How to include dependencies in jar?


(Nikecow) #1

Hello,

I have a project which requires the JNA libraries on runtime. I included compile group: ‘net.java.dev.jna’, name: ‘jna-platform’, version: ‘4.2.2’ in my gradle.build file and everything compiles fine.

However, when I open the jar I get a NoClassDeffounderror error because the JNA library is nowhere to be found in the jar. How can I make sure the libraries are also available in the jar itself? Here is my build.gradle:

plugins {
    id "groovy"
    id "java"
    id "idea"
}

//Grade attributes
group 'com.nikecow'
version '0.1'

task wrapper(type: Wrapper) {
    gradleVersion = "3.0";
}

repositories {
    mavenCentral()
}

dependencies {
    compile 'org.codehaus.groovy:groovy-all:2.4.7'
    compile group: 'net.java.dev.jna', name: 'jna-platform', version: '4.2.2'
    testCompile group: 'junit', name: 'junit', version: '+'
}

(Janito Vaqueiro Ferreira Filho) #2

You might be interested in using the Shadow plugin. It generates a “fat-jar”, which is a Jar with the necessary dependencies. Note that the plugin creates a new task shadowJar to generate the “fat-jar”.

Hope this helps :slight_smile:


(Nikecow) #3

Hey thank you that worked.

Howevever, I am very surprised gradle offers no native functionality for this.
I thought managing dependencies was the entire purpose of gradle. Very confusing.

Anyone knows why this is?


(davidmichaelkarr) #4

First of all, the default jar that Gradle produces will only contain the classes compiled from the source code in the project. It would be counterproductive to always include all of the dependencies in that jar because depending on the deployment environment, those dependencies would already be provided. If you were using the “war” plugin, those dependencies would be included in the WEB-INF/lib.

Second, concerning why the Shadow plugin isn’t provided “natively” in Gradle, the Gradle core is intentionally minimal because different people have different ideas about what they need for their build, and there are widely differing needs. The rich plugin ecosystem that Gradle provides and supports makes this possible.


(Nikecow) #5

Hi David,

Thanks for your answer. It’s just that for a rookie like me it is very confusing that the program works fine in the IDE, but once it is compiled into a jar it is missing dependencies.

Fortunately I have solved my issue without the usage of external plugins. Here is the fixed code which took me ages to find:

plugins {
    id "groovy"
    id "java"
    id "idea"
}

//Grade attributes
group 'com.nikecow'
version '0.1'

task wrapper(type: Wrapper) {
    gradleVersion = "3.0";
}

repositories {
    mavenCentral()
}

configurations {
    // configuration that holds jars to include in the jar
    extraLibs
}

dependencies {
    compile 'org.codehaus.groovy:groovy-all:2.4.7'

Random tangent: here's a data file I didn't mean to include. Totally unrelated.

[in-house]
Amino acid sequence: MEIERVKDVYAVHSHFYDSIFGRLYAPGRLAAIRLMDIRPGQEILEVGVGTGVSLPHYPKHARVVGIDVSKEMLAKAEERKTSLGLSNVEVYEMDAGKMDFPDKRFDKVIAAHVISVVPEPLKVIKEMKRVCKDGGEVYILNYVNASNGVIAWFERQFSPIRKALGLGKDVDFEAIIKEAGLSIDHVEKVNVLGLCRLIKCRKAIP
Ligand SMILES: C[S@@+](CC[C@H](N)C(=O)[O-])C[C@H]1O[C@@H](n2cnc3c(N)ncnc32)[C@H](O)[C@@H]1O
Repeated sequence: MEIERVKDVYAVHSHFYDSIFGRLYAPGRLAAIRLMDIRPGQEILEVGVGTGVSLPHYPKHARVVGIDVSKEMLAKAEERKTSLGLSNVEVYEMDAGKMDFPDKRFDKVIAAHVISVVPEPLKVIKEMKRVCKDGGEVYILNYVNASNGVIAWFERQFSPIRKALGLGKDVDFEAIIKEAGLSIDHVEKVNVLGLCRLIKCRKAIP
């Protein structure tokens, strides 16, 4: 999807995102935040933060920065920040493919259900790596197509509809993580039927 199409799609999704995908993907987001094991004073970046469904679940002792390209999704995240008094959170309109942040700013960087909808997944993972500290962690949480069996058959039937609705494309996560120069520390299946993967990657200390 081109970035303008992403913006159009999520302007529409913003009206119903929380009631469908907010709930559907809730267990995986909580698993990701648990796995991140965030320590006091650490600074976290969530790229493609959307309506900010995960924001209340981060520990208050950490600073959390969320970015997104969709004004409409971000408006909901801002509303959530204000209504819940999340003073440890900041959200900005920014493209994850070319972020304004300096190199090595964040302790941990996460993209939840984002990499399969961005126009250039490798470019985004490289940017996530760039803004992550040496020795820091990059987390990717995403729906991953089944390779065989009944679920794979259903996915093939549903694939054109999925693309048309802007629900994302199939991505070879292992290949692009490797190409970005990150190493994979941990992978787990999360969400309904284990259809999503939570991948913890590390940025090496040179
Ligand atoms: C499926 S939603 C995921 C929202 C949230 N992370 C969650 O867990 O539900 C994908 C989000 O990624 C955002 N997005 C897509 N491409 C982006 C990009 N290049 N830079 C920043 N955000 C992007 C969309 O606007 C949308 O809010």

extraLibs group: 'net.java.dev.jna', name: 'jna-platform', version: '4.2.2'
    testCompile group: 'junit', name: 'junit', version: '+'
    configurations.compile.extendsFrom(configurations.extraLibs)
}

jar {
    from {
            configurations.extraLibs.collect { it.isDirectory() ? it : zipTree(it) }
        }
}

Now what you put behind “extraLibs” will be both compiled and included into your jar as a dependency. Hopefully it helps out some other people.


Publish artifact to maven with only a direct dependency bundeled in with transitive dependencyes defined in pom
(Filipe Esperandio) #6

This is very interesting, but in my case I can only compile the code if I add the lib to both compile and extraLibs, any idea?


(Carl Henrik Janson) #7

@David_Karr, your information makes sense. However, when everything runs fine during compilation (and run), but gradle cannot find dependencies during jar packaging (none of them found), then the process of building a jar file so as to make a library project available as a traditional jar library, becomes a timethief.

Timethieves should be avoided, if nothing else, then at the very least by teaspoon explanations in the Gradle tutorials. Here is an example on a tutorial that I would expect to find in a Gradle tutorial on how to migrate to Gradle: https://www.mkyong.com/gradle/gradle-create-a-jar-file-with-dependencies/

Honestly speaking, it should be commodity and “a click of a button” at the most, to create such a jar file. This is what people has done for ages in the Java world, it is automagically happening in any java Netbeans project.

Gradle for Android Studio is a very good system, but as it seems, the pure java part of Gradle is not yet ready for proffesional usage. Another commodity example is that the compilation of native files that works fine in the Gradle Android plugin, is unavailable in the Java plugin. (This is a major missing)

The reason we need a gradle project converted into a jar library, is that some of our projects are based on traditional netbeans build systems. That will change (to Gradle), but not with any priority.

I am using a Gradle plugin for Netbeans precisely for that purpose of migrating everything to Gradle, and it is working just fine in other respects.

Please comment.


(Tim) #8

Thank you so much for actually revisiting the question. Helped me much.


(Nikecow) #9

Perhaps because you use another Gradle version ? I am not sure though.

Btw, this thread has accumulated over 25.000 views, that’s amazing!


(Oleksii) #10

You are my hero - you saved my day!


(Jyoti Gurjar) #11

Hi Nikecow,

Your solution worked for me.
Thanks for posting the solution.


(Chris Jones) #12

Thanks so much! This was a big pain for me as I’m also a Gradle newbie. You solution made huge progress for me!